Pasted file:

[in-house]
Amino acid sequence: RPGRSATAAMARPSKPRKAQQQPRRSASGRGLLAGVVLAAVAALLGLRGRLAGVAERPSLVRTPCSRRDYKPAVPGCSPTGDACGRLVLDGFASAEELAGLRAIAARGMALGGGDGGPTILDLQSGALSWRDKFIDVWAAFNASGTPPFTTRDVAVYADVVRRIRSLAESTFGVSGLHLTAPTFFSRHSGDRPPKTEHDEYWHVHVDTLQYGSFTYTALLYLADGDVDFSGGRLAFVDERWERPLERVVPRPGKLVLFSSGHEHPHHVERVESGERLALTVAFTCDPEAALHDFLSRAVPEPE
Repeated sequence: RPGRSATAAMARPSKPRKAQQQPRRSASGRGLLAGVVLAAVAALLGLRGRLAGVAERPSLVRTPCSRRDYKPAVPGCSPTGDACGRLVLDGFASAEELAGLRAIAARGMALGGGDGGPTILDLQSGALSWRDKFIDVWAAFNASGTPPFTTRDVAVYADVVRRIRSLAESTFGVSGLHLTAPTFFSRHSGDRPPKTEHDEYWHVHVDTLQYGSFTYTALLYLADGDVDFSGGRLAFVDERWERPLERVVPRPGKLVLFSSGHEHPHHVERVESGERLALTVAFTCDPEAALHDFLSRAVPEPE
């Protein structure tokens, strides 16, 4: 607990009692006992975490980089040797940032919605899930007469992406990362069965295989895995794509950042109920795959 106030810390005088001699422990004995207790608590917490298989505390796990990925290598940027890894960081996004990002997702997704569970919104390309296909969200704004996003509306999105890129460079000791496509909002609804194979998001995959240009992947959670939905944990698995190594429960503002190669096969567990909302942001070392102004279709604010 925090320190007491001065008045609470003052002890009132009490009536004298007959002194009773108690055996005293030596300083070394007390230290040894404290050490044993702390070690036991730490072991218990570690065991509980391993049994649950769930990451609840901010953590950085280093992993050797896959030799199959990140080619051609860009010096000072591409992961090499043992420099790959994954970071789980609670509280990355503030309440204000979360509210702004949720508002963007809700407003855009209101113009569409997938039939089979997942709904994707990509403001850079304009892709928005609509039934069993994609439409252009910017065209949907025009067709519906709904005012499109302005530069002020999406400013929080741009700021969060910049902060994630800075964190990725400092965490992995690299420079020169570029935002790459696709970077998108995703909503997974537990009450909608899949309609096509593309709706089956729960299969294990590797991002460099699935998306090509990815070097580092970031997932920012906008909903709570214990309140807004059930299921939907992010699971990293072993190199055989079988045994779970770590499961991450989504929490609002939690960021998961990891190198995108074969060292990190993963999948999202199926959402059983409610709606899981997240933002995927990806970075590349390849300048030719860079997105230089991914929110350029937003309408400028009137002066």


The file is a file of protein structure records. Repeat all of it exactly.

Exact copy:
[in-house]
Amino acid sequence: RPGRSATAAMARPSKPRKAQQQPRRSASGRGLLAGVVLAAVAALLGLRGRLAGVAERPSLVRTPCSRRDYKPAVPGCSPTGDACGRLVLDGFASAEELAGLRAIAARGMALGGGDGGPTILDLQSGALSWRDKFIDVWAAFNASGTPPFTTRDVAVYADVVRRIRSLAESTFGVSGLHLTAPTFFSRHSGDRPPKTEHDEYWHVHVDTLQYGSFTYTALLYLADGDVDFSGGRLAFVDERWERPLERVVPRPGKLVLFSSGHEHPHHVERVESGERLALTVAFTCDPEAALHDFLSRAVPEPE
Repeated sequence: RPGRSATAAMARPSKPRKAQQQPRRSASGRGLLAGVVLAAVAALLGLRGRLAGVAERPSLVRTPCSRRDYKPAVPGCSPTGDACGRLVLDGFASAEELAGLRAIAARGMALGGGDGGPTILDLQSGALSWRDKFIDVWAAFNASGTPPFTTRDVAVYADVVRRIRSLAESTFGVSGLHLTAPTFFSRHSGDRPPKTEHDEYWHVHVDTLQYGSFTYTALLYLADGDVDFSGGRLAFVDERWERPLERVVPRPGKLVLFSSGHEHPHHVERVESGERLALTVAFTCDPEAALHDFLSRAVPEPE
């Protein structure tokens, strides 16, 4: 607990009692006992975490980089040797940032919605899930007469992406990362069965295989895995794509950042109920795959 106030810390005088001699422990004995207790608590917490298989505390796990990925290598940027890894960081996004990002997702997704569970919104390309296909969200704004996003509306999105890129460079000791496509909002609804194979998001995959240009992947959670939905944990698995190594429960503002190669096969567990909302942001070392102004279709604010 925090320190007491001065008045609470003052002890009132009490009536004298007959002194009773108690055996005293030596300083070394007390230290040894404290050490044993702390070690036991730490072991218990570690065991509980391993049994649950769930990451609840901010953590950085280093992993050797896959030799199959990140080619051609860009010096000072591409992961090499043992420099790959994954970071789980609670509280990355503030309440204000979360509210702004949720508002963007809700407003855009209101113009569409997938039939089979997942709904994707990509403001850079304009892709928005609509039934069993994609439409252009910017065209949907025009067709519906709904005012499109302005530069002020999406400013929080741009700021969060910049902060994630800075964190990725400092965490992995690299420079020169570029935002790459696709970077998108995703909503997974537990009450909608899949309609096509593309709706089956729960299969294990590797991002460099699935998306090509990815070097580092970031997932920012906008909903709570214990309140807004059930299921939907992010699971990293072993190199055989079988045994779970770590499961991450989504929490609002939690960021998961990891190198995108074969060292990190993963999948999202199926959402059983409610709606899981997240933002995927990806970075590349390849300048030719860079997105230089991914929110350029937003309408400028009137002066």